Gas sensors normally used to test components for premium cars could one day help doctors diagnose difficult gastrointestinal illnesses and metabolic diseases.
This is the belief of researchers at Warwick University, who are integrating such gas sensors into a medical tool that would study the fermentation of undigested foods in the colon — a process that can affect colonic health and influence metabolic behaviour.
It has traditionally been difficult to study fermentation and the volatile organic compounds it generates because it is difficult to access the colon.
The Warwick solution would use a special suite of equipment normally used to test car components. The equipment heats car material samples to see what range of gaseous volatile chemicals are emitted.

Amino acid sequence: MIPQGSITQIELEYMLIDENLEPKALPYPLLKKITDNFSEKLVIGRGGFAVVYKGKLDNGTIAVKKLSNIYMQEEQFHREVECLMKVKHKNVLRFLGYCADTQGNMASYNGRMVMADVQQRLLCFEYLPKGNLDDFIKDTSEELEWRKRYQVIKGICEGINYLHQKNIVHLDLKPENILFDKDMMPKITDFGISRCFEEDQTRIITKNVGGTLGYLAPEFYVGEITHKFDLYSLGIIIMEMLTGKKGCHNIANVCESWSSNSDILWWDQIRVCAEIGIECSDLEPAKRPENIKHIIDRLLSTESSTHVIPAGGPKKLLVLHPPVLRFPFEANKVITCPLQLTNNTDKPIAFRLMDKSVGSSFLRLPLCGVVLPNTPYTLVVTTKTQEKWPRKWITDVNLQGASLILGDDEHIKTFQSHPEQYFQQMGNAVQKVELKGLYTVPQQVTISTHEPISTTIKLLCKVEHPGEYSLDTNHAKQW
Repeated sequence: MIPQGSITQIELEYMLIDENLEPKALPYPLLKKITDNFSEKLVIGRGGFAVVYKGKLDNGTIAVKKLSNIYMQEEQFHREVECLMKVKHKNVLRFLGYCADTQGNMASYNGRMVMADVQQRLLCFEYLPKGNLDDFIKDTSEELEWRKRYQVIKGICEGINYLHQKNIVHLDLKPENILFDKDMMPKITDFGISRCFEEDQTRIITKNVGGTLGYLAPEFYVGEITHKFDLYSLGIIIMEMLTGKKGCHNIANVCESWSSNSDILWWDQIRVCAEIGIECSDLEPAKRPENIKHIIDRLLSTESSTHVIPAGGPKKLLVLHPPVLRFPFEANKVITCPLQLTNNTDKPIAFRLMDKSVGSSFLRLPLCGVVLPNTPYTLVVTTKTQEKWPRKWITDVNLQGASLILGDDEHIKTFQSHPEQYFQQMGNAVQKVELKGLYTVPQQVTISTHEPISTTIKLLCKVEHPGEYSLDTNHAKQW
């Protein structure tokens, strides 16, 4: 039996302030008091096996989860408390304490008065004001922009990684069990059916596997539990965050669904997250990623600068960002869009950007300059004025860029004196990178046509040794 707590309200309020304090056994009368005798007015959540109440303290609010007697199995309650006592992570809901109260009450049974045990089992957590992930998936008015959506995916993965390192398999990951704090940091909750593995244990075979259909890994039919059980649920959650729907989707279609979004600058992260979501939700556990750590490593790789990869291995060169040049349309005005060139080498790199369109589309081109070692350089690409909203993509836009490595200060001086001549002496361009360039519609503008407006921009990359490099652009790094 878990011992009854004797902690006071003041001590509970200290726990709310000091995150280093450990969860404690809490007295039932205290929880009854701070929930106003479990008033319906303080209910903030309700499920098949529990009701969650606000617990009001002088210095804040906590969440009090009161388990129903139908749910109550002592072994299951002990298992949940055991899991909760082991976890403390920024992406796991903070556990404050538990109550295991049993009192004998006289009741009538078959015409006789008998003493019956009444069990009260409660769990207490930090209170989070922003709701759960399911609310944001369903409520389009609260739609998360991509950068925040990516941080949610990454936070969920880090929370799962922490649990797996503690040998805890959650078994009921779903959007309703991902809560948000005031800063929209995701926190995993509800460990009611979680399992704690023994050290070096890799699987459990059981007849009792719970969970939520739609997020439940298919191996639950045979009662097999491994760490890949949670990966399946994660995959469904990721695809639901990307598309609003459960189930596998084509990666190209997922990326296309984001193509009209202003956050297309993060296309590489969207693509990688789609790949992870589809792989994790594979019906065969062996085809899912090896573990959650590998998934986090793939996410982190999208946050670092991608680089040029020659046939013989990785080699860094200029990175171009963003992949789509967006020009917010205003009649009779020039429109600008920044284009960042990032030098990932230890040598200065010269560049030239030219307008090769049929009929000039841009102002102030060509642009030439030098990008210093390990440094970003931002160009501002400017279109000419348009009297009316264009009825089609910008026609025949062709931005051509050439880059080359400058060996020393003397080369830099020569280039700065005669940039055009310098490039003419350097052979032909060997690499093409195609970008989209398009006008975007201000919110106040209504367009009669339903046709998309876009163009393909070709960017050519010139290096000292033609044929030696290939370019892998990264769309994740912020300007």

The results so far suggest the equipment could be used to obtain a picture of the range of fermentation gases produced by this organic matter. Such information could help doctors classify the mix of gases and provide an understanding of what gastrointestinal illness or metabolic diseases are afflicting patients.
The team is now exploring ways to take this technique into larger-scale studies, including clinical trials.
Ramesh P Arasaradnam, a clinician scientist in gastroenterology at Warwick Medical School endorsed the work.
He said: 'Gaining first-hand information on what is going on in the gut requires invasive procedures. This technique could give medical consultants valuable information about what is causing a patient's condition long before the data from a standard bacterial culture would be available.'